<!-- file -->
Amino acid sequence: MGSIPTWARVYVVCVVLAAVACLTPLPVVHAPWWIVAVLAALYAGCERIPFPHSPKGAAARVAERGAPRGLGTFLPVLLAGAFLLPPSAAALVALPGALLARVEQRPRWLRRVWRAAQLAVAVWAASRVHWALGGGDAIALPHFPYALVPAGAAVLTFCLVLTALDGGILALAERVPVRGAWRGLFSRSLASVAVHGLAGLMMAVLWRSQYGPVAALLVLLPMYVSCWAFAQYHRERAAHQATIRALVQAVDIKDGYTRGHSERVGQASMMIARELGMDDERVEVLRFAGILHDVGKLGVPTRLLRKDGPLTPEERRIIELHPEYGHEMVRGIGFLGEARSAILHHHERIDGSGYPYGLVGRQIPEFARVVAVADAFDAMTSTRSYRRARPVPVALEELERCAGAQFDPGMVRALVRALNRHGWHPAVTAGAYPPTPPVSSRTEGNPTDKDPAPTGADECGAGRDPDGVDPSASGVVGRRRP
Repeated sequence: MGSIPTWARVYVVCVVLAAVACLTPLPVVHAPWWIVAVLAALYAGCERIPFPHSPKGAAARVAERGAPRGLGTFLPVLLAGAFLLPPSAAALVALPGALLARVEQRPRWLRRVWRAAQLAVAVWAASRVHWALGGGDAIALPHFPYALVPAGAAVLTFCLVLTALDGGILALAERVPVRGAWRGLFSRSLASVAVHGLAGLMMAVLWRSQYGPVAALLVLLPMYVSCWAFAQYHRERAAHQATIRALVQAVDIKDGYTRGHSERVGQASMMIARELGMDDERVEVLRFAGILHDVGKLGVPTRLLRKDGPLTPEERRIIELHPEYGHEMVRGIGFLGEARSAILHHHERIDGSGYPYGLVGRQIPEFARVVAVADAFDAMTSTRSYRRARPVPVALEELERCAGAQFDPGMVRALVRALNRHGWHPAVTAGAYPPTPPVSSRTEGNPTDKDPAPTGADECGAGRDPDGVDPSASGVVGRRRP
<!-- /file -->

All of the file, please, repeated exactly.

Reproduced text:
Amino acid sequence: MGSIPTWARVYVVCVVLAAVACLTPLPVVHAPWWIVAVLAALYAGCERIPFPHSPKGAAARVAERGAPRGLGTFLPVLLAGAFLLPPSAAALVALPGALLARVEQRPRWLRRVWRAAQLAVAVWAASRVHWALGGGDAIALPHFPYALVPAGAAVLTFCLVLTALDGGILALAERVPVRGAWRGLFSRSLASVAVHGLAGLMMAVLWRSQYGPVAALLVLLPMYVSCWAFAQYHRERAAHQATIRALVQAVDIKDGYTRGHSERVGQASMMIARELGMDDERVEVLRFAGILHDVGKLGVPTRLLRKDGPLTPEERRIIELHPEYGHEMVRGIGFLGEARSAILHHHERIDGSGYPYGLVGRQIPEFARVVAVADAFDAMTSTRSYRRARPVPVALEELERCAGAQFDPGMVRALVRALNRHGWHPAVTAGAYPPTPPVSSRTEGNPTDKDPAPTGADECGAGRDPDGVDPSASGVVGRRRP
Repeated sequence: MGSIPTWARVYVVCVVLAAVACLTPLPVVHAPWWIVAVLAALYAGCERIPFPHSPKGAAARVAERGAPRGLGTFLPVLLAGAFLLPPSAAALVALPGALLARVEQRPRWLRRVWRAAQLAVAVWAASRVHWALGGGDAIALPHFPYALVPAGAAVLTFCLVLTALDGGILALAERVPVRGAWRGLFSRSLASVAVHGLAGLMMAVLWRSQYGPVAALLVLLPMYVSCWAFAQYHRERAAHQATIRALVQAVDIKDGYTRGHSERVGQASMMIARELGMDDERVEVLRFAGILHDVGKLGVPTRLLRKDGPLTPEERRIIELHPEYGHEMVRGIGFLGEARSAILHHHERIDGSGYPYGLVGRQIPEFARVVAVADAFDAMTSTRSYRRARPVPVALEELERCAGAQFDPGMVRALVRALNRHGWHPAVTAGAYPPTPPVSSRTEGNPTDKDPAPTGADECGAGRDPDGVDPSASGVVGRRRP